These vaccines are also faster and cheaper to make than more traditional inoculations, Jenkins said. They also have the potential to be more potent, with the second dose in particular playing an important role. Pfizer and Moderna are both a two-shot series. If antibodies were dollars in a bank account, Jenkins said it would be like going from $2,000 to $50,000.
Jenkins said he had no reservations about getting the Moderna vaccine or recommending an mRNA vaccine to others. "Two weeks past my second shot, I have full confidence I can restart my normal life. … I've encouraged all my family members to do the same thing."
To see the full interview with Jenkins, go here.
ABOUT THIS SERIES
The faster we vaccinate, the faster the COVID-19 pandemic ends. But the speed with which the shots were developed has led to understandable questions. The Editorial Board's #OurBestShot series enlists Minnesota health and community leaders to deliver timely, trustworthy answers.
Here's a collection of articles, videos and other resources presented so far, with more planned:
Editorial: The big risk is in not getting vaccinated (March 28).
Video: Dr. Greg Poland of the Mayo Clinic discusses the potential side effects of the vaccines, and explains why the risks and impacts are low.
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Editorial: Communities of color face unique vaccination fears (April 4).
Video: M Health Fairview, in a conversation with leaders of Black, Indigenous, and People of Color (BIPOC) communities in the Twin Cities, addresses questions and concerns about the vaccines.
Frequently asked questions: A report from the Sahan Journal, a trusted St. Paul-based source of news and information for migrant and immigrant communities, provides and wealth of vaccine information while also dispelling rumors that the shots contain pork or other products not considered halal.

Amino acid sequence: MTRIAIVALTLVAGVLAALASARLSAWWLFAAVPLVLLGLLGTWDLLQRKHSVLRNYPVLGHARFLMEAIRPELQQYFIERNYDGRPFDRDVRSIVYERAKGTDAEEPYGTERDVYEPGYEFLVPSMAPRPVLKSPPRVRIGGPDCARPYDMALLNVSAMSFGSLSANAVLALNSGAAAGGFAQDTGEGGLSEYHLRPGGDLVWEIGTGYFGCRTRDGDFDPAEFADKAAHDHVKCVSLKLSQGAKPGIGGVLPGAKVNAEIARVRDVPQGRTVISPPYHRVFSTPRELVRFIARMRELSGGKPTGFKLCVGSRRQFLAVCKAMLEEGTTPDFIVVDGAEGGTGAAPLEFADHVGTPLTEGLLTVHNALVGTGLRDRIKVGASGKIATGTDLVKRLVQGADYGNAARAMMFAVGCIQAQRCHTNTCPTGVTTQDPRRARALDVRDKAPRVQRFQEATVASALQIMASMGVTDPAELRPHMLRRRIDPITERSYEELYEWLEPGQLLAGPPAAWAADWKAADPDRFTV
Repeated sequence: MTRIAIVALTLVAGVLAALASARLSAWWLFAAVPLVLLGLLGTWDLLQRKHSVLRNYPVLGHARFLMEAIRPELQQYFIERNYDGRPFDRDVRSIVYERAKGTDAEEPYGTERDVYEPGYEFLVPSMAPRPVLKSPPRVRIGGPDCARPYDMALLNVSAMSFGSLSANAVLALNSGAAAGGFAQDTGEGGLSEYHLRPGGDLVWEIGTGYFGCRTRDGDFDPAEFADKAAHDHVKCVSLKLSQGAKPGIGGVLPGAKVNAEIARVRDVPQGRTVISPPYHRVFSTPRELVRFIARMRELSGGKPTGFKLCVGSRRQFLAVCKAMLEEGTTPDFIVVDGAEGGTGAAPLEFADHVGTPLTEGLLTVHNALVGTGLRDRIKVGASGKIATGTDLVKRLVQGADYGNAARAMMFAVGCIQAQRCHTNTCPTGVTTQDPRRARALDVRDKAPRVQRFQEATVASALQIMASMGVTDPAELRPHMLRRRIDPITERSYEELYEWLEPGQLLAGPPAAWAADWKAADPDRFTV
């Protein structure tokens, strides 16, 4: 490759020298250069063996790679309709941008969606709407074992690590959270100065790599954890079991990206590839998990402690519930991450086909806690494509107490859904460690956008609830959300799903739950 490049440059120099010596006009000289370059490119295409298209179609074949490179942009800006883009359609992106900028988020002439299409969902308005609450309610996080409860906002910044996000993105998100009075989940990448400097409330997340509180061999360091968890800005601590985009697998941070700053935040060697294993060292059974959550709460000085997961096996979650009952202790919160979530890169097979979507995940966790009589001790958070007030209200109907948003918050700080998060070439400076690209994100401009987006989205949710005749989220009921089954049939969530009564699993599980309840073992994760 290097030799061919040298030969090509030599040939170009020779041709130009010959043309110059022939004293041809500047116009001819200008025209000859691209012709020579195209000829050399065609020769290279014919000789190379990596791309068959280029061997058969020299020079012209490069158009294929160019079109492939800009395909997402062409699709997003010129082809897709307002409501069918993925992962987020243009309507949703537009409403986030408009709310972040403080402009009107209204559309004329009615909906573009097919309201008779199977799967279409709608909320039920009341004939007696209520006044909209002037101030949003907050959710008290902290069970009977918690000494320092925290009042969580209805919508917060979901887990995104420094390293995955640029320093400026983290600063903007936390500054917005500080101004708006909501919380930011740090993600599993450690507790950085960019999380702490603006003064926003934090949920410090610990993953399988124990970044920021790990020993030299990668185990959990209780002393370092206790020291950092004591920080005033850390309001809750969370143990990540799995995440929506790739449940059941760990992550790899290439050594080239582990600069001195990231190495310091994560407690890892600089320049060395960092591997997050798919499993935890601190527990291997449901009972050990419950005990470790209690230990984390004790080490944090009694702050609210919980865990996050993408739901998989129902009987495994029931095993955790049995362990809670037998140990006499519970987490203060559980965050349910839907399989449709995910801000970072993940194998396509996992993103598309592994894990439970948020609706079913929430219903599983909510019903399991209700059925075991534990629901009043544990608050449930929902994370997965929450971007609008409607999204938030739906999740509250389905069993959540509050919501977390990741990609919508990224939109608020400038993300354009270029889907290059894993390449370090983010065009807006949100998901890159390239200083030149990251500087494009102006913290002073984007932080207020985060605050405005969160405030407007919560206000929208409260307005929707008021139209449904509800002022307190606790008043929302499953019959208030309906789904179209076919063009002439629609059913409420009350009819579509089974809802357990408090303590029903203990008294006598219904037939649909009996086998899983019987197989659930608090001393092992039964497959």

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Editorial: Needle phobia? There's help available to deal with fear (April 11).
Video: A fear of needles "shouldn't be something people feel embarrassed about." A conversation with Dr. Andrew Slattengren, a veteran medical provider and president of the Minnesota Academy of Family Physicians,
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Editorial: Young and healthy? That's no excuse for skipping vaccination (April 19).
Video: A conversation with Dr. George Morris of St. Cloud-based CentraCare on misperceptions about two stubborn misperceptions that lead to COVID-19 vaccine hesitancy.
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Editorial: Cost is not a reason to avoid getting a COVID shot (April 25).
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Editorial: Fact-checking claims about COVID vaccines and fertility (May 9).
Video: A conversation with Dr. Sarah Cross, medical director of M Health Fairview's The Birthplace, and an assistant professor of obstetrics, gynecology and women's health at the University of Minnesota Medical School, about fertility misinformation.
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Editorial: A previous infection is no reason to skip COVID shots (May 15).
The Star Tribune Editorial Board operates independently of the newsroom and is not involved in setting newsroom policies or in reporting or editing articles in other sections of the newspaper or StarTribune.com.